An RMIT Masters of Engineering student’s tool to map the Earth’s geothermal energy will be used by the International Heat Flow Commission and the International Renewable Energy Agency.
When Laura Andrea Torres Ujueta attended a class on geothermal energy as part of her Master of Engineering (Sustainable Energy) studies, she thought it would make an interesting topic for her final project.
Lecturer Lawrence Molloy from the School of Civil, Environmental and Chemical Engineering agreed to work with her to develop a better way to map the flow of heat through the crust and upper mantle of the earth, known as the lithosphere.
They came up with the Google Earth Global Heat Flow Overlay which is an exploration, research and educational tool, soon to be made freely and publicly available via the global heat flow database at the University of North Dakota (UND).
The project plots the global heat flow using the 57,768 global heat flow points collected by the International Heat Flow Commission and converts the data to the ArcGIS software platform, which is then displayed as a Google Earth overlay.
The global heat points have been mapped over the last few decades by Professor Will Gosnold and his students at UND and Torres Ujueta’s work captures the latest in mapping technology.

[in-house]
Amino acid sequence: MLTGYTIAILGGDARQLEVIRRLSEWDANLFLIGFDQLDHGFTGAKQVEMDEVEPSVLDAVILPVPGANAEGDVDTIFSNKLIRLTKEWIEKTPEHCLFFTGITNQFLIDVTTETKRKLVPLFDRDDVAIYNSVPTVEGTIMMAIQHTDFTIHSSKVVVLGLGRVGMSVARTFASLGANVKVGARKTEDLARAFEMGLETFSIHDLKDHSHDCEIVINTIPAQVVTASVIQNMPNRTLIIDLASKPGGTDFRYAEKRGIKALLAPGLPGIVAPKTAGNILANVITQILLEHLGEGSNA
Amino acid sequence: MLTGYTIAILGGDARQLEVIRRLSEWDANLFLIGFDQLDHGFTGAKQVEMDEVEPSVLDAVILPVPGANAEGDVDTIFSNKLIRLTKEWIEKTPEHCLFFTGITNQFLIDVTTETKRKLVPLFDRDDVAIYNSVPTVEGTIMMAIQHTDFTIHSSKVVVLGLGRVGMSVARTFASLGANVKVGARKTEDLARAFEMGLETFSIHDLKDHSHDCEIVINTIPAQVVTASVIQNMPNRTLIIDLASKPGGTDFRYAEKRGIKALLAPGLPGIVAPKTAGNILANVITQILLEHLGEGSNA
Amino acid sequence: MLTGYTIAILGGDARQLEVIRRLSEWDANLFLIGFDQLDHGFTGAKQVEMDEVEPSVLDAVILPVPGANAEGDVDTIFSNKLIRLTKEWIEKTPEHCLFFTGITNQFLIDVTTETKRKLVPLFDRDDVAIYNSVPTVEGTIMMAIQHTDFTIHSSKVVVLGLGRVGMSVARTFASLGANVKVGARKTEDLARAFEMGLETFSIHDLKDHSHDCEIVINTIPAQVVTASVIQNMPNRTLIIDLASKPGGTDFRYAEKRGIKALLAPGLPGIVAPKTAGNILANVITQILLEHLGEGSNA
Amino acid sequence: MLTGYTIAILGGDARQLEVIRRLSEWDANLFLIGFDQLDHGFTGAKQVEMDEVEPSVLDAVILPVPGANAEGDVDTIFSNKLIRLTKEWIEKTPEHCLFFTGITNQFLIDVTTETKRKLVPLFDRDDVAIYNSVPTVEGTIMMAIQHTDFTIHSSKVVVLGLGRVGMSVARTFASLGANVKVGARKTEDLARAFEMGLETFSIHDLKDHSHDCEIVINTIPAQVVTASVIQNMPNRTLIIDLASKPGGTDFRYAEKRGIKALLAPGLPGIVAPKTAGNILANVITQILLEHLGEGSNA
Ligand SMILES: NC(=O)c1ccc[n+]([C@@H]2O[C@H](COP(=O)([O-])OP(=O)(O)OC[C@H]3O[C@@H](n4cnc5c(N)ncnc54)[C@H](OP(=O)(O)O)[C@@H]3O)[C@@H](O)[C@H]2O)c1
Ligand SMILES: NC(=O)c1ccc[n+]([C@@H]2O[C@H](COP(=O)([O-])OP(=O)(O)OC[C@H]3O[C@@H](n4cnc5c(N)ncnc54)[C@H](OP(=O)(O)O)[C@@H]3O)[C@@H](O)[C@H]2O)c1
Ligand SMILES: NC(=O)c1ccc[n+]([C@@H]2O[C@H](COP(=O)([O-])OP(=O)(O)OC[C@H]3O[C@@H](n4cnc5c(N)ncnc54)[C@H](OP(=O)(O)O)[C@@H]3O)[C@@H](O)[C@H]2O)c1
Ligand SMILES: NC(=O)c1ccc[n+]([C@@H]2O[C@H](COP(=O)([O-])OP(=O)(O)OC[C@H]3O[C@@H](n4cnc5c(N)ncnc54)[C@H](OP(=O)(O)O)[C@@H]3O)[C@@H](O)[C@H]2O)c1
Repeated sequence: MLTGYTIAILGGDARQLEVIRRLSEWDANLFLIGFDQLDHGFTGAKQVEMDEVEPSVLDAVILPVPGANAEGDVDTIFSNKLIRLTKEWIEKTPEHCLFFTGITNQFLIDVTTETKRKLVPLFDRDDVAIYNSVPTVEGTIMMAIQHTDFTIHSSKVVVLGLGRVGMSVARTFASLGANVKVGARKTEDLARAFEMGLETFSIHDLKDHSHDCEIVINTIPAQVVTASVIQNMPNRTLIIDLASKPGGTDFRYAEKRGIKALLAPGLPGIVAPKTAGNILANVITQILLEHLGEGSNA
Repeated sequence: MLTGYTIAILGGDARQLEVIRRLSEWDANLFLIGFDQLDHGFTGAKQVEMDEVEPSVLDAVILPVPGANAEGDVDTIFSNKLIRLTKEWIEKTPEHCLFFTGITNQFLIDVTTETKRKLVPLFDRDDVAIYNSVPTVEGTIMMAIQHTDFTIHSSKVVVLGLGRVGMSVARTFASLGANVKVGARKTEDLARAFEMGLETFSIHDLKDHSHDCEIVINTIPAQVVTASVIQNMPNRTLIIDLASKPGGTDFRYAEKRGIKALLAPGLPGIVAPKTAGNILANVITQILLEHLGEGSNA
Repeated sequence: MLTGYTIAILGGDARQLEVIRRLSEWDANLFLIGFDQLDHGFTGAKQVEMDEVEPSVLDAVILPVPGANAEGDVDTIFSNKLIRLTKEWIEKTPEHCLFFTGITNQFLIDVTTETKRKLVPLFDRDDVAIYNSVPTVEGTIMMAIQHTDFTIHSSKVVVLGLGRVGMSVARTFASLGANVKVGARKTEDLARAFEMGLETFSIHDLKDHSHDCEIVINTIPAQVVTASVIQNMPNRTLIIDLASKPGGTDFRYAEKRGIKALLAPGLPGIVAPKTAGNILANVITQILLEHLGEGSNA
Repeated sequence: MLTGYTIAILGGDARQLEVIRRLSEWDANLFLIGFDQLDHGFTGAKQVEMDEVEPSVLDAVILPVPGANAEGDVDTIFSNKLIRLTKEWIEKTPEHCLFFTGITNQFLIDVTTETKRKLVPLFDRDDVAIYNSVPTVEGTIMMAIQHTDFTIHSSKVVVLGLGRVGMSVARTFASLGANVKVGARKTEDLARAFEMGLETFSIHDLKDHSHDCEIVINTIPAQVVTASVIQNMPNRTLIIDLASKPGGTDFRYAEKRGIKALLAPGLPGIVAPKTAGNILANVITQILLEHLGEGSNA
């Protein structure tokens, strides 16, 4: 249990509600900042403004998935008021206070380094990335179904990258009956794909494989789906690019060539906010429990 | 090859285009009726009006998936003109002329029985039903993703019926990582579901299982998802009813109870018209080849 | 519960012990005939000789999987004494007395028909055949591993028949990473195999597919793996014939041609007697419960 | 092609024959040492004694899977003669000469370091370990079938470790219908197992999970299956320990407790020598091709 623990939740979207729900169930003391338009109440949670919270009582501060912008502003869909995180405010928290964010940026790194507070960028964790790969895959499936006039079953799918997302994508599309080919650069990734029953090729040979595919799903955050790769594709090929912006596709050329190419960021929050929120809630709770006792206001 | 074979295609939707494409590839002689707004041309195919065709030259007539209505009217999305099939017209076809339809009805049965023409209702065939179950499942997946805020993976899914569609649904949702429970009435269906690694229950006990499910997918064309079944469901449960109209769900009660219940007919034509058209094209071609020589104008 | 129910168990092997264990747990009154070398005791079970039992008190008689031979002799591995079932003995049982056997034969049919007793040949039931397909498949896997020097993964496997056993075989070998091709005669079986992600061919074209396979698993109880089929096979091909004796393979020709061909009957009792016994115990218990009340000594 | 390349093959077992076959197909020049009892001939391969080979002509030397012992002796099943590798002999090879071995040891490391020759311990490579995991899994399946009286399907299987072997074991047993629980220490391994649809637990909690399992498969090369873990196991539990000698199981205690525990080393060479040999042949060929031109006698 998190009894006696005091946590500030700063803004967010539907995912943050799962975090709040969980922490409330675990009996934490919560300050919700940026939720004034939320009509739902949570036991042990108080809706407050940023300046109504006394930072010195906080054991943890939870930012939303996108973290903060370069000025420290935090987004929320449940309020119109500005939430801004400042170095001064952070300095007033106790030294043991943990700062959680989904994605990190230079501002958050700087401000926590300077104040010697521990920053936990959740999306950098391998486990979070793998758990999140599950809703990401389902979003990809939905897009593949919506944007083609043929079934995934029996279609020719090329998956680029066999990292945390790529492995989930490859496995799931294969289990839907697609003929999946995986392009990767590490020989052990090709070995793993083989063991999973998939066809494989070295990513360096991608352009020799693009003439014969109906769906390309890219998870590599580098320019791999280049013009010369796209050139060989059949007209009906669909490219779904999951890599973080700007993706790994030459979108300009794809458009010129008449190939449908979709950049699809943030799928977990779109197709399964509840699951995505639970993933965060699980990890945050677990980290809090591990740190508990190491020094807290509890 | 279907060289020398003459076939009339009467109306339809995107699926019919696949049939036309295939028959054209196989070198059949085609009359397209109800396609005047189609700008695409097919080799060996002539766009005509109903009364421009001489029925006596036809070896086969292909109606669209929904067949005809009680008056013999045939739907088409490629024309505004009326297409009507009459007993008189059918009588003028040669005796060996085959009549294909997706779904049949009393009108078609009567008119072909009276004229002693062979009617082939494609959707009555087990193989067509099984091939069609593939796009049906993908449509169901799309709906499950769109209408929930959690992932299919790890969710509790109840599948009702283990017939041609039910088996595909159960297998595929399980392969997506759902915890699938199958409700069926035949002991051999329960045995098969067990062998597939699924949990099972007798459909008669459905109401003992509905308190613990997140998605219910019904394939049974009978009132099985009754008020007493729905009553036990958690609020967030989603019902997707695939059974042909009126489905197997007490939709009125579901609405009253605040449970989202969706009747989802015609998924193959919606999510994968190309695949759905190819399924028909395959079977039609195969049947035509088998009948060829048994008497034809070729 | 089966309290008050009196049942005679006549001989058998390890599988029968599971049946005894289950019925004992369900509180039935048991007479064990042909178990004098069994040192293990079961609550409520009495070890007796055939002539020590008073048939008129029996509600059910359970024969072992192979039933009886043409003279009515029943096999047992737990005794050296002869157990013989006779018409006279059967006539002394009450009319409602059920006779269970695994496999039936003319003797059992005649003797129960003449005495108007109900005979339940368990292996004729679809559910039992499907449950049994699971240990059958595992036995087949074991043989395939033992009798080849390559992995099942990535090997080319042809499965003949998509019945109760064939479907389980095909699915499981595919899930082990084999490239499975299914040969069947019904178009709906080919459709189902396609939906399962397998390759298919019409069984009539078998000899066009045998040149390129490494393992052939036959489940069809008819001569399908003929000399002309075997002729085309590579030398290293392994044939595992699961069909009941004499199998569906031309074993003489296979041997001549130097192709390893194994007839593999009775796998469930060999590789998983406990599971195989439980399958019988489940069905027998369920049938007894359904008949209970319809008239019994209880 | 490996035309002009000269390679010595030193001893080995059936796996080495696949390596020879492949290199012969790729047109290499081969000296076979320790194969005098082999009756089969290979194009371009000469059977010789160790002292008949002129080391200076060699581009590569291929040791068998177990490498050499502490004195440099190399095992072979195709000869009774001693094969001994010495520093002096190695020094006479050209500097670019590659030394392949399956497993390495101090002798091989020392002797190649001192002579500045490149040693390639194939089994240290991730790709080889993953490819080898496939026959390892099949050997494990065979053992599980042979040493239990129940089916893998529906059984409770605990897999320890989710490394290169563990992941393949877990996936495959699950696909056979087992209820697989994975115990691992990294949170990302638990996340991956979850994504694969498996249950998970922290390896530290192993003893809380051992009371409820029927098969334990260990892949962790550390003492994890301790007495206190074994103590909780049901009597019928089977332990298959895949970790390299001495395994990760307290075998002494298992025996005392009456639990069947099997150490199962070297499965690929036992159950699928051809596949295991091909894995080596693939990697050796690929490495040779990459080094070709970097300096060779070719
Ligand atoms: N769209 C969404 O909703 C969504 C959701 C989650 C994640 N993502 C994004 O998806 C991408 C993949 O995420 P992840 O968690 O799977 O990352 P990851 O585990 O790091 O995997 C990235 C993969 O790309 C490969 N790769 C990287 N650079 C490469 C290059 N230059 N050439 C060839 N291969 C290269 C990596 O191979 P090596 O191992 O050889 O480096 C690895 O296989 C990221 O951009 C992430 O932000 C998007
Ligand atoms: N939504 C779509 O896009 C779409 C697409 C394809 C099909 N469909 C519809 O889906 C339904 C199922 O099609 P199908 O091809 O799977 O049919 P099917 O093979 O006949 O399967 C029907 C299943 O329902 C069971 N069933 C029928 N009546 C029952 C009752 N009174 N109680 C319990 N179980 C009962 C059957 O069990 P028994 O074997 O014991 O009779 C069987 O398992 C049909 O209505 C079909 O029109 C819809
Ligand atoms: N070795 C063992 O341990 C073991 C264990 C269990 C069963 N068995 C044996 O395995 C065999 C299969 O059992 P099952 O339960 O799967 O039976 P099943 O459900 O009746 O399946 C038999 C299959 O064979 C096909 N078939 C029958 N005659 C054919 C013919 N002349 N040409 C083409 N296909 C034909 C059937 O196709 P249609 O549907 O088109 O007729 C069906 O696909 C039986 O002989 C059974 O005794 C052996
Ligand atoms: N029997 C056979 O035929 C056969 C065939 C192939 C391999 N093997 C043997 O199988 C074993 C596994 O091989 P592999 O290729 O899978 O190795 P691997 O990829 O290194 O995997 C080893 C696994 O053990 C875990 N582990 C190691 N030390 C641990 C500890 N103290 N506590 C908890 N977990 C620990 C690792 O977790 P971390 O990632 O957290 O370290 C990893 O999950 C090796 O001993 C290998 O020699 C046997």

“I started to work on my mapping skills and concluded that ArcMap was the ideal software to do the mapping itself while Google Earth was the best way to show the information,” she said.
Geothermal energy refers to the inexhaustible heat that comes from the earth, which has low to zero emissions and is therefore sustainable.
“An important parameter to detect geothermal energy potential is via the heat flow –defined as the heat emitted from the earth’s interior – which provides an indication of temperature variation within the earth and in local basement rocks,” she said.
“Values of heat flow are then needed to determine what can be harnessed; in terms of energy, heating or industrial applications.”
Torres Ujueta said it had been a challenge to manage the data across a global scale.
“Data gaps occur and mapping the heat flow contours on a planetary scale depends on localised geologic patterns that greatly determine heat flow.
“While there are some very hot places on the planet, as volcanos and fumaroles indicate, most of the planet’s surface is very cool.
“The potential benefits of the Google Earth Global Heat Flow Overlay could be better national heat flow data policies; access to previously non-accessible datasets from national geologic surveys; greater validation of individual data points; and enhanced resource assessments.
“This tool also creates cartographic information in an attractive, easy-to-read manner, which will help organisations to make economic decisions and contribute to knowledge diffusion.”
In addition to sharing the overlay with UND, Torres Ujueta and Molloy are currently exploring the possibility of sharing the tool with the International Renewable Energy Agency (IRENA).
“I recently sent the files to a specialist who is working on the atlas of renewable energy at IRENA,” Torres Ujueta said.
“While there are some compatibility issues at present, it is hoped that they will eventually be overcome so that the map layer will be available for everyone to use via their own database.”